Book Review: The Family Upstairs by Lisa Jewell

The Family Upstairs by Lisa Jewell


Title: The Family Upstairs
Author: Lisa Jewell
Publisher: Atria Books
Publish Date: November 5, 2019
Genre: Psychological Thriller
Series: na
Goodreads Ratings: Me 4.0 / Community 4.18


From the New York Times bestselling author of Then She Was Gone comes another page-turning look inside one family’s past as buried secrets threaten to come to light.

Be careful who you let in.

Soon after her twenty-fifth birthday, Libby Jones returns home from work to find the letter she’s been waiting for her entire life. She rips it open with one driving thought: I am finally going to know who I am.

She soon learns not only the identity of her birth parents, but also that she is the sole inheritor of their abandoned mansion on the banks of the Thames in London’s fashionable Chelsea neighborhood, worth millions. Everything in Libby’s life is about to change. But what she can’t possibly know is that others have been waiting for this day as well—and she is on a collision course to meet them.

Twenty-five years ago, police were called to 16 Cheyne Walk with reports of a baby crying. When they arrived, they found a healthy ten-month-old happily cooing in her crib in the bedroom. Downstairs in the kitchen lay three dead bodies, all dressed in black, next to a hastily scrawled note. And the four other children reported to live at Cheyne Walk were gone.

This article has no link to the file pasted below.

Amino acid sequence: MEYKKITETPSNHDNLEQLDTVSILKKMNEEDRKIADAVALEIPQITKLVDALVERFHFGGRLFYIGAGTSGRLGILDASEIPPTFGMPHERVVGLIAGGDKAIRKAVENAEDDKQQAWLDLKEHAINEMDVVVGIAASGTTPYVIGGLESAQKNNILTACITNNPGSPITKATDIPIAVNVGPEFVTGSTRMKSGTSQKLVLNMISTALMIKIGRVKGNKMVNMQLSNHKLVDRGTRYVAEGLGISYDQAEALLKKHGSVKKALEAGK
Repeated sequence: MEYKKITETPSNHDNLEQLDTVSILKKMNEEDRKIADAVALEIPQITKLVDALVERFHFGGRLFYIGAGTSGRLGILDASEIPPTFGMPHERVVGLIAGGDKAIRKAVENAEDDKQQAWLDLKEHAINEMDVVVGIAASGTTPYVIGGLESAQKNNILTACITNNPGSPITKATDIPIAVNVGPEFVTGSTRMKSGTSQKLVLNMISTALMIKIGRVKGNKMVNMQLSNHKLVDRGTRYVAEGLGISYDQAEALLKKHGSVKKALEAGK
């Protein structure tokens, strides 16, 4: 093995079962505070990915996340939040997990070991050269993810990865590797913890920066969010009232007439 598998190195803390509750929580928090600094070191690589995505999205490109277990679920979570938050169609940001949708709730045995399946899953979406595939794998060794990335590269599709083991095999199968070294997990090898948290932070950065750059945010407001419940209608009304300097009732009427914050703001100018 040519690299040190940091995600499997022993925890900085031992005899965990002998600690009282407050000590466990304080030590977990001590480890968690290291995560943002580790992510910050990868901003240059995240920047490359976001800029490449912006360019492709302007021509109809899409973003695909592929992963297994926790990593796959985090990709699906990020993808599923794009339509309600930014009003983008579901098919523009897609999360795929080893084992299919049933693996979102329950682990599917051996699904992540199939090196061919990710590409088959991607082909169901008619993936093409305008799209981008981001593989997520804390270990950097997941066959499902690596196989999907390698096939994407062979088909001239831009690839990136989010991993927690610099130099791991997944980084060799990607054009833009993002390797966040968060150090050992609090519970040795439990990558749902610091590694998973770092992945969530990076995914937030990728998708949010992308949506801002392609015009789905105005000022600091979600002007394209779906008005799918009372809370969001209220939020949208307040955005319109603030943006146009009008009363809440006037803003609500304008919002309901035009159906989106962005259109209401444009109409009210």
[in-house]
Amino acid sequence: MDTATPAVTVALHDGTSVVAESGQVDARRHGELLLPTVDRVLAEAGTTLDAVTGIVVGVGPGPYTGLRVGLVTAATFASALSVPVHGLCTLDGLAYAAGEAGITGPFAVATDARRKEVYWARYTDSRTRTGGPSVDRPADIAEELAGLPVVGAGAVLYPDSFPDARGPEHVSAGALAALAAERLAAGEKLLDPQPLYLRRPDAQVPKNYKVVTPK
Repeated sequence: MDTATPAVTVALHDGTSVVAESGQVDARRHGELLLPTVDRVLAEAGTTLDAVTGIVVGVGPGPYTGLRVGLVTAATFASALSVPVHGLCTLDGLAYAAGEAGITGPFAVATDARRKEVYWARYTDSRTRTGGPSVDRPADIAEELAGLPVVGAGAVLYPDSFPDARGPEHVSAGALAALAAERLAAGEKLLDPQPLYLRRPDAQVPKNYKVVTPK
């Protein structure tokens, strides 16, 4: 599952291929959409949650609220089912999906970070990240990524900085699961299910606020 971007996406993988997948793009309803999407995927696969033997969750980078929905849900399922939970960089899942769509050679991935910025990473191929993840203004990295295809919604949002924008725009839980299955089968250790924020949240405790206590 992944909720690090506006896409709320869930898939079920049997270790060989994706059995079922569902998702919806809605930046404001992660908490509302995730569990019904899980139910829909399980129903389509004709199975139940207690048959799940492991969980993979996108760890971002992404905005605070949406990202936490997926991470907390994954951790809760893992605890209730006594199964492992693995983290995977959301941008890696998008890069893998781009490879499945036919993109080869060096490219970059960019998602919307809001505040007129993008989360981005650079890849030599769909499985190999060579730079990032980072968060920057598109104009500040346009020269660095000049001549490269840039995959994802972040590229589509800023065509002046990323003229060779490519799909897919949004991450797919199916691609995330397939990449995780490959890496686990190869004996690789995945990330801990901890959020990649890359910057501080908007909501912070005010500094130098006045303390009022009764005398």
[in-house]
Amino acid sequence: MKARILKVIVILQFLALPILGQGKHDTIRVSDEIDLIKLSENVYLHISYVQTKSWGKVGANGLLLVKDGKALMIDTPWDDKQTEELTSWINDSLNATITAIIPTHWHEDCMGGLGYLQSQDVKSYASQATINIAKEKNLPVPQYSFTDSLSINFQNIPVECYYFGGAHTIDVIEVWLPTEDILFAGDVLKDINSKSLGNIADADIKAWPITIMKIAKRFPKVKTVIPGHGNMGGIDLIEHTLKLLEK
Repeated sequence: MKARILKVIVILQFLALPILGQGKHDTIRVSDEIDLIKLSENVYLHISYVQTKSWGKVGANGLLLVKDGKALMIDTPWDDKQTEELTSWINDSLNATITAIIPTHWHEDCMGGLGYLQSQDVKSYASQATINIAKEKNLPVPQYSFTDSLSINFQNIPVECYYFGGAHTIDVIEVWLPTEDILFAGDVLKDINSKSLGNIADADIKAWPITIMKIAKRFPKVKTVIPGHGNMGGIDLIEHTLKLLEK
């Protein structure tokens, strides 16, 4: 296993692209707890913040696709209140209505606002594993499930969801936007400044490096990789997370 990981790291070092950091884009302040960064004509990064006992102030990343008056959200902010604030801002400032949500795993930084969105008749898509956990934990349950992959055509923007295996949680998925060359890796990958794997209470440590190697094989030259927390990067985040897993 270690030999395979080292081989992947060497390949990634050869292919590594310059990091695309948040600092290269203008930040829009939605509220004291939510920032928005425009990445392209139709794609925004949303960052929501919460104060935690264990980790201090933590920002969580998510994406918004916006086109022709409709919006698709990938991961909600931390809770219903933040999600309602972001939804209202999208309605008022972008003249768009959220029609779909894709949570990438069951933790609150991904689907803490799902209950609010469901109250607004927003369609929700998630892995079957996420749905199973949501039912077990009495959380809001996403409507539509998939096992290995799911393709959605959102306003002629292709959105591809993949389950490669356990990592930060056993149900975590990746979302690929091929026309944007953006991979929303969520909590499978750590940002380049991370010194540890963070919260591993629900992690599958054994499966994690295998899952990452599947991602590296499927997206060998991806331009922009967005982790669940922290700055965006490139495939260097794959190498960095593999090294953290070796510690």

In The Family Upstairs, the master of “bone-chilling suspense” (People) brings us the can’t-look-away story of three entangled families living in a house with the darkest of secrets.

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After turning 25 years old, Libby inherits a valuable property and learns who her biological parents were. Libby was unaware of her biological family, but there are a couple of people who have been waiting for her to discover where she came from.

Told using multiple points of view (Libby, Lucy, and Henry) and alternating timelines. Libby and Lucy’s stories are present day, while Henry’s story takes place in the early to mid-1990s. At first, I found the alternating POVs to be confusing, but I soon got into the flow. The stories do all meet up, and it’s not all that surprising how people and events are connected.

A domestic suspense with some crazy people and plenty of drama. Dark, chaotic, and twisted.

I received a free digital copy of this book from the publisher via Netgalley in exchange for an honest review.

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